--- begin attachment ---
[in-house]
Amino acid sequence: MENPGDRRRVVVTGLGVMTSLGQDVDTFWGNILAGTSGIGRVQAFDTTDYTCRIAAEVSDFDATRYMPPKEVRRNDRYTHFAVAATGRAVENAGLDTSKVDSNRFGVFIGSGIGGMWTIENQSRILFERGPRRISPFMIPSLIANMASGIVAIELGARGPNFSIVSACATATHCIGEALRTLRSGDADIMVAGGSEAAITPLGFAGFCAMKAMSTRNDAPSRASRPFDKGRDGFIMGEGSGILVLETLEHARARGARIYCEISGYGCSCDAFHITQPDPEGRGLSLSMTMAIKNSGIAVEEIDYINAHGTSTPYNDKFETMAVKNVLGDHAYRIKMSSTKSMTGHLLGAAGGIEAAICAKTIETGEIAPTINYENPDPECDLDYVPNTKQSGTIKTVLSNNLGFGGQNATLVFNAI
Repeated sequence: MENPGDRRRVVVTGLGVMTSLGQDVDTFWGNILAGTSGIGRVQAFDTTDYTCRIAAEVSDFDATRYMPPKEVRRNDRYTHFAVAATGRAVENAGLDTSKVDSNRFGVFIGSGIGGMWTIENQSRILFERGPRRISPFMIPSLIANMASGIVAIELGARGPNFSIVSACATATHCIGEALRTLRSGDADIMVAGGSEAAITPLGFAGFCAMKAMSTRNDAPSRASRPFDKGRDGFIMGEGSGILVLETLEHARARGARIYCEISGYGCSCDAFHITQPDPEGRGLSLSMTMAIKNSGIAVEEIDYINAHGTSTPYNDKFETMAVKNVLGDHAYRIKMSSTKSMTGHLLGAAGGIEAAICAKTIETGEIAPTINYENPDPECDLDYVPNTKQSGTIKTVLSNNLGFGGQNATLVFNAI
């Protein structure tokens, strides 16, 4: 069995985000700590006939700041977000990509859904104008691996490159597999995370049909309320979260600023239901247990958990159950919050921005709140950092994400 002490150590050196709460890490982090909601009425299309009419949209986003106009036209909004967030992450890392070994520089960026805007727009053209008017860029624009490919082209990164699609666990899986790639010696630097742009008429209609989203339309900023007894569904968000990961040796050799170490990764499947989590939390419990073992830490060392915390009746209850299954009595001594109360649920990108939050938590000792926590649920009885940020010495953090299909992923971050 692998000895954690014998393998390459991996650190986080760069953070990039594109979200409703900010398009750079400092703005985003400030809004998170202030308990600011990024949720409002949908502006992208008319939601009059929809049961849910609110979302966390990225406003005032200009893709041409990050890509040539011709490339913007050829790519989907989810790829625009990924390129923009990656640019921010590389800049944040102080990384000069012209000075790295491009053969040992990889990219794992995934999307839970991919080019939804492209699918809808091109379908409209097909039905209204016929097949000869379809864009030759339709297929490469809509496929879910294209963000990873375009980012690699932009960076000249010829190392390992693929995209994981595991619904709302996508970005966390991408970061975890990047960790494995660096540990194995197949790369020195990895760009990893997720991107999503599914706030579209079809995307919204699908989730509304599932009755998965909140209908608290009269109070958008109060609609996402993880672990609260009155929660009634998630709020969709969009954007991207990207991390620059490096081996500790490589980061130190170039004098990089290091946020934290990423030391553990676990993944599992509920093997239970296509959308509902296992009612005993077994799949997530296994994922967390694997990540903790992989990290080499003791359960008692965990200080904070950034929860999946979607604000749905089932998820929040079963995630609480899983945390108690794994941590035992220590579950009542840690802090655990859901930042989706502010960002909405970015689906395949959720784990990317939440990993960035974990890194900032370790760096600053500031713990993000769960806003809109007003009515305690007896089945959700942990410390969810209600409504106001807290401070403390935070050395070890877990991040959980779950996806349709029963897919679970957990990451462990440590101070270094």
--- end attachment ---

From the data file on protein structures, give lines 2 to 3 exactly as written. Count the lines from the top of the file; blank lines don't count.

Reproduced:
Amino acid sequence: MENPGDRRRVVVTGLGVMTSLGQDVDTFWGNILAGTSGIGRVQAFDTTDYTCRIAAEVSDFDATRYMPPKEVRRNDRYTHFAVAATGRAVENAGLDTSKVDSNRFGVFIGSGIGGMWTIENQSRILFERGPRRISPFMIPSLIANMASGIVAIELGARGPNFSIVSACATATHCIGEALRTLRSGDADIMVAGGSEAAITPLGFAGFCAMKAMSTRNDAPSRASRPFDKGRDGFIMGEGSGILVLETLEHARARGARIYCEISGYGCSCDAFHITQPDPEGRGLSLSMTMAIKNSGIAVEEIDYINAHGTSTPYNDKFETMAVKNVLGDHAYRIKMSSTKSMTGHLLGAAGGIEAAICAKTIETGEIAPTINYENPDPECDLDYVPNTKQSGTIKTVLSNNLGFGGQNATLVFNAI
Repeated sequence: MENPGDRRRVVVTGLGVMTSLGQDVDTFWGNILAGTSGIGRVQAFDTTDYTCRIAAEVSDFDATRYMPPKEVRRNDRYTHFAVAATGRAVENAGLDTSKVDSNRFGVFIGSGIGGMWTIENQSRILFERGPRRISPFMIPSLIANMASGIVAIELGARGPNFSIVSACATATHCIGEALRTLRSGDADIMVAGGSEAAITPLGFAGFCAMKAMSTRNDAPSRASRPFDKGRDGFIMGEGSGILVLETLEHARARGARIYCEISGYGCSCDAFHITQPDPEGRGLSLSMTMAIKNSGIAVEEIDYINAHGTSTPYNDKFETMAVKNVLGDHAYRIKMSSTKSMTGHLLGAAGGIEAAICAKTIETGEIAPTINYENPDPECDLDYVPNTKQSGTIKTVLSNNLGFGGQNATLVFNAI